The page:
The photo above is to show where you place the pure tungsten plates. BUT- this car will drag on the track unless you adjust it as shown in the design help area.
All stick on and screw on weights are not the same. The Density of the alloy and the size of the plate will obviously contribute to plates with different weights.
The present tungsten plates all run around 0.5 oz. and are close to the same dimensions. These dimensions do not take advantage of all the space available on the bottom of the car.
The Zinc and Steel plates are so light they can not compete with real tungsten plates for speed.
When you are limited on tools and need to just put plates on the bottom of the car, you quickly will see how inefficient it is to use undersized plates or low density plates to control the center of gravity.
Let’s look at what differences there are between an ordinary tungsten alloy plate and the new 99.95% W plate from TxW.
First we have the size.
A solid 99.95% pure tungsten plate 2.4 mm * 12.7 mm * 43.5 mm or in inches-0.095″x 0.5″x 1.718″. Engineered to cover the full length of the pinewood body and allow two plates to be places behind the back axle on standard wheelbase cars.
NOTE: on finished car we show sanding a slope on the very back so the end plate will not rub on the track
If you want a fast car, you must put the biggest engine available behind the back axle. That means pure 99.95% tungsten from TxChemist. Bigger engine, better center of gravity, higher speed.
You can go overboard with too much weight if you use the standard axle spacing, so unless you are an experienced rail runner, or have a test track, stay on the plus side of 1/2″ in front of the back axle for your Center of Gravity.
Here we compare size to an ordinary alloy plate.
So the TxW plate is longer, wider than some vendors, less wide than others, and thicker than all. It also is denser. How much denser depends on what alloy the vendor of the ordinary plates uses. Whatever alloy is used will not be as dense as pure tungsten plate.
So is there a weight difference? Yes, quite a bit. Two plates of the new TxW tungsten weigh substantially more than 3 plates of ordinary tungsten.
Why does this matter? Let’s take a real life problem and look at it. Suppose you are ready to add weights to your car and the total weight of the wood and wheels etc. is 1.41 oz. So 5 oz. minus 1.41 oz. equal 3.59 oz. of weights need to be securely fixed to the bottom of your car. You go online and find one vendor selling individual 0.5 plates for only $2.95 ea. That looks like a bargain, but the shipping is $4.87. That still looks OK because you can bundle up other things with that shipment for no additional charge. So we need to buy 7*0.5 oz.=3.5 oz. plus some tungsten putty we have around that we will not use in the calculation. So 7*$2.95 + $4.87 = $25.52. That is a lot of money, but tungsten is expensive and you will not get a better center of gravity with any other material. Let’s look at the most popular tungsten plates sold as a kit. Wow, sometimes a toy store has a lot of inventory and dumps a few on the market. Then you see many for sale all very close together, and then a few at really high prices trying to get someone not paying attention. The only way to do this comparison is to stick with the MSRP and the typical shipping charge.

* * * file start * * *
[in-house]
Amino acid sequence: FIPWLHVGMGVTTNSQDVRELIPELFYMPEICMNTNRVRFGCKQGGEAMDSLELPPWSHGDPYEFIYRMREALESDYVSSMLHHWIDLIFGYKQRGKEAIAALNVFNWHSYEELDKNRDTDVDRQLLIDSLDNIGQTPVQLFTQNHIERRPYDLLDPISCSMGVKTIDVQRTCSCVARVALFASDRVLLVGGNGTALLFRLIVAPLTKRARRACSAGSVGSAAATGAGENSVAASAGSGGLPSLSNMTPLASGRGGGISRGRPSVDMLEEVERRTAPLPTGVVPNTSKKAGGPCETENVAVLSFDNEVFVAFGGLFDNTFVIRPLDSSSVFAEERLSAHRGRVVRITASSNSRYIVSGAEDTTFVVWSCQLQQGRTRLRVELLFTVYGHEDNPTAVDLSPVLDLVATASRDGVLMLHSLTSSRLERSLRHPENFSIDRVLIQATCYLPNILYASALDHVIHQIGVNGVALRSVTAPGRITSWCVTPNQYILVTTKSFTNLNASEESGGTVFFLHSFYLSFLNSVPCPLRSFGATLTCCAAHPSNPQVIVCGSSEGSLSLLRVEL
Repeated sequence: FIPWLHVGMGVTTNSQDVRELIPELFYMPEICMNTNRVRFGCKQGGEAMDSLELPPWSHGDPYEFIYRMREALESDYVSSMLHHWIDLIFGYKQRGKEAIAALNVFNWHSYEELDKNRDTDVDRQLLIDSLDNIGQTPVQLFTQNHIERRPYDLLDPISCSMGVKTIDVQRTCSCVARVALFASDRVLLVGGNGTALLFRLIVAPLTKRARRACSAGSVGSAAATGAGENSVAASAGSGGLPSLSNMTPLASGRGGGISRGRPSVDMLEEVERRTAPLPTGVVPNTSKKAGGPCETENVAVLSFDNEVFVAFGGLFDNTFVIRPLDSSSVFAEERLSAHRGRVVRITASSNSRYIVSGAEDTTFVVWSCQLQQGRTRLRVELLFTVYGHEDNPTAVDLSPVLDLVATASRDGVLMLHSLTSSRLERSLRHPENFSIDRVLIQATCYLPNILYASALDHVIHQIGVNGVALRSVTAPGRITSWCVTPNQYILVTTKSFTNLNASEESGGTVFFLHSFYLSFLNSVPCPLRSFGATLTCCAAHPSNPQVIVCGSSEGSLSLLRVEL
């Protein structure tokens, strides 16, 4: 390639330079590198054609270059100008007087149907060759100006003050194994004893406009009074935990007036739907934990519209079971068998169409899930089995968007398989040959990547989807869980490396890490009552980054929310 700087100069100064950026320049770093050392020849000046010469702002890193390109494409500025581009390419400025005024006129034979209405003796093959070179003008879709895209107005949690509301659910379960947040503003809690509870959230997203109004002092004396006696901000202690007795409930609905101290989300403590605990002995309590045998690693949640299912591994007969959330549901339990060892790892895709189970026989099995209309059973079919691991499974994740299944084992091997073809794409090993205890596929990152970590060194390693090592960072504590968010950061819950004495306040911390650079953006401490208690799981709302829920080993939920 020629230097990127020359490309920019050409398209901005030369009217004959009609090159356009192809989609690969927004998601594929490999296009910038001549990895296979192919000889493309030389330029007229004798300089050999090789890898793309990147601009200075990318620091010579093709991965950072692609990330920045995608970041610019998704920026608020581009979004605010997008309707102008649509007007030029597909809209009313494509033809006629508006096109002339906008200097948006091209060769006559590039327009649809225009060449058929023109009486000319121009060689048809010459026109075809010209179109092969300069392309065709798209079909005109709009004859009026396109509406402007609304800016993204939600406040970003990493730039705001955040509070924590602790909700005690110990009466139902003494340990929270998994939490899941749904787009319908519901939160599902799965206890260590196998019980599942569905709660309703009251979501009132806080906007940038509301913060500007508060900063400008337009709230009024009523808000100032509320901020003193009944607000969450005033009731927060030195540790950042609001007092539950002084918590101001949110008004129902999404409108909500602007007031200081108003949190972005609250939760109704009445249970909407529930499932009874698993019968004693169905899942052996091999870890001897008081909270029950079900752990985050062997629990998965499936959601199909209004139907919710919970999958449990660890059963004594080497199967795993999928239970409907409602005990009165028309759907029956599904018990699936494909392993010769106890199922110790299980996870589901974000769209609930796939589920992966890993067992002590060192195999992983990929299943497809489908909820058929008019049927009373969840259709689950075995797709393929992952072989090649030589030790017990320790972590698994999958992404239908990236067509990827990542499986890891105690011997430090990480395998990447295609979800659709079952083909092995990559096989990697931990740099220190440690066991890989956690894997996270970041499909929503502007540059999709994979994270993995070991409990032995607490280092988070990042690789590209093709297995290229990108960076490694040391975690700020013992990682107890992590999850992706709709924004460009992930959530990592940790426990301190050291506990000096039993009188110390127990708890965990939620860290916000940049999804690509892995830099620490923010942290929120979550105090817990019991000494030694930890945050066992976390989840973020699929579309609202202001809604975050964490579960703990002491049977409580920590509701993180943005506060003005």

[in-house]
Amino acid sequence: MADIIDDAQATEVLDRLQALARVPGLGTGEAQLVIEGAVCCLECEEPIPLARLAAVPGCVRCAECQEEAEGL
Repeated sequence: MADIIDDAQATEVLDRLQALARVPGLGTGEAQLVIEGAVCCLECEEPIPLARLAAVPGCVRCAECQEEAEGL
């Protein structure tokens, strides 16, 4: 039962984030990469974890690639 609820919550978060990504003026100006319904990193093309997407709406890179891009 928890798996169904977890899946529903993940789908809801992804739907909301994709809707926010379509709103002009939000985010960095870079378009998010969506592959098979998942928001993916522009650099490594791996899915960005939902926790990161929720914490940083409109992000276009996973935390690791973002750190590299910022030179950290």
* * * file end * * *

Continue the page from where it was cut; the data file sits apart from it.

We have 2 oz. kits running about $16, and we have a 3 oz. kit running about $19.
So you might go for the “good” deal, but where will you get the other plates to get up to 3.59 oz. ? You were better off getting two 2 oz. kits so you would have enough plates. Cost will run you $32 to $34 and you will have a few left over for next year. You also find the new TxW massive pure tungsten plates that weigh over 0.84 oz. and up to 0.9 oz.
We now have a test car shown with both TxW 99.95% plates and the same car with ordinary tungsten plates In both cases we added weights of 3.59 oz. to bring the car up to 5 oz. You can tell by eye that the center of gravity is way better with the heavy pure tungsten weights.
When the car was run on an Aluminum test track, we recorded the speeds for both weights. It was an astounding 1/2 MPH faster for the TxW system. It was almost a full MPH faster than another vendor.
To summarize, Why buy the slower, more expensive ordinary tungsten alloy when the faster, lower cost pure tungsten plate is now available? See below for the improvement in speed on the same car the TxW weights made.
We then tried the stick on Zinc ( which is even lighter than Zinc because they add Aluminum to it.) That is super slow because you can not move the center of gravity back very far at all. Then we tested a new TxW High % W Alloy.
The finished data is shown below.